However, this model does not seem really applicable to type design. This is because every change in the code, influences the visual product with which the designer works. My poster design might break more spectacularly if the fonts metrics change, by messing with my line breaks: but if the axis by which the bar of the e is slanted changes, that does ‘break’, in a more subtle way, my design as well.
This means that for fonts, unlike in software, every version is functionally different. Another reason why we chose to feature the version number prominently in the name of the typeface.
What the version means
Resuming the role of version numbers in Open Source, we have seen both the way in which a version number talks about the mindsets and the aims of a project, and the more formalistic definition of Semantic Versioning.
It is the metaphor of the long road to the first version that I find the most easily applicable to design projects. Every project start with a set of goals, aspirations, challenges. In the context of design, I would then rephrase the different types of version numbers as such:
- MAJOR version constitutes a coherent set of design goals,
- MINOR version constitutes a discrete goal obtained in pursuing these design goals and
- PATCH version constitutes incremental progress toward design goals.
For example, in Open Baskerville, the major design goal is to recreate Fry’s Baskerville in a way that is usable on the modern web (Version 1.0). As a sub-goal, we are first working to recreate a width faithful to Fry’s surviving specimen (version 0.1), with a system in place to create releases. We logged 83 incremental improvements towards this goal, but we are not there yet (thus, at version 0.0.83).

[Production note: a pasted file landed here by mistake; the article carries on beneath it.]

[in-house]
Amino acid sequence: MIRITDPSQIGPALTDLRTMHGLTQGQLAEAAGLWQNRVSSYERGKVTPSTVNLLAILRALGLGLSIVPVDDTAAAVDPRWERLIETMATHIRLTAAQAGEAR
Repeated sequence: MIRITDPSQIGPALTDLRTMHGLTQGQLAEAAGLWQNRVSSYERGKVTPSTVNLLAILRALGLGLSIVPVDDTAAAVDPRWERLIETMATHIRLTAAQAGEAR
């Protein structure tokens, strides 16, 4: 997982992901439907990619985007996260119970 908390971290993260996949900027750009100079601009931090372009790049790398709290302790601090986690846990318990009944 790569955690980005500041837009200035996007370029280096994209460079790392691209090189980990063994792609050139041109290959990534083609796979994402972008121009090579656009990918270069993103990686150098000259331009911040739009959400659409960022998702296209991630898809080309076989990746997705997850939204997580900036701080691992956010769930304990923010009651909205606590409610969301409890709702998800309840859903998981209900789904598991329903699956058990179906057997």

If we ever reach 1.0, what then? Can we think of a new major design goal for the project, or rephrase its design goal? We might want to re-inspire ourselves on other Baskerville variants, for example, and adjust are goals accordingly.
Where does it end? What is the final number? Is continuing working on one design project for years and years a desirable scenario, in a way that Windows now is at version 8 and Illustrator at version 16?
There are arguments against creating too many versions of a design. A design is a product of hopes, aspirations, goals and constraints that exist at a given point. The recent phenomenon of film directors revisiting their older movies and adding contemporary computer effects (not available at the time) has not at all been well received by fans. It shows that the constraints placed upon an artistic project shape it and create its character, and that authors might want to be reticent in revisiting their works.
Similar phenomenons exist in software too. People who use many subsequent versions of a software often feel like something gets lost along the way. The initial sense of purpose embodied in a program can give way to what is called ‘bloat’, by adding feature upon feature until it tries . In programmer’s circles, this is known as Zawinski’s law: ‘Every program attempts to expand until it can read e-mail.’ At the same time, using old versions of software is not very practical. They might contain security holes; they might even no longer run on your current operating system.
With typefaces we are in luck that they will in most occasions be usable for a longer time. As long as a description of its points exists somewhere—and mankind does not forget the mathematics of Bézier curves. So I think I will want for the 1.0 version to be the last. Anyone who has another vision on the design, is free to fork.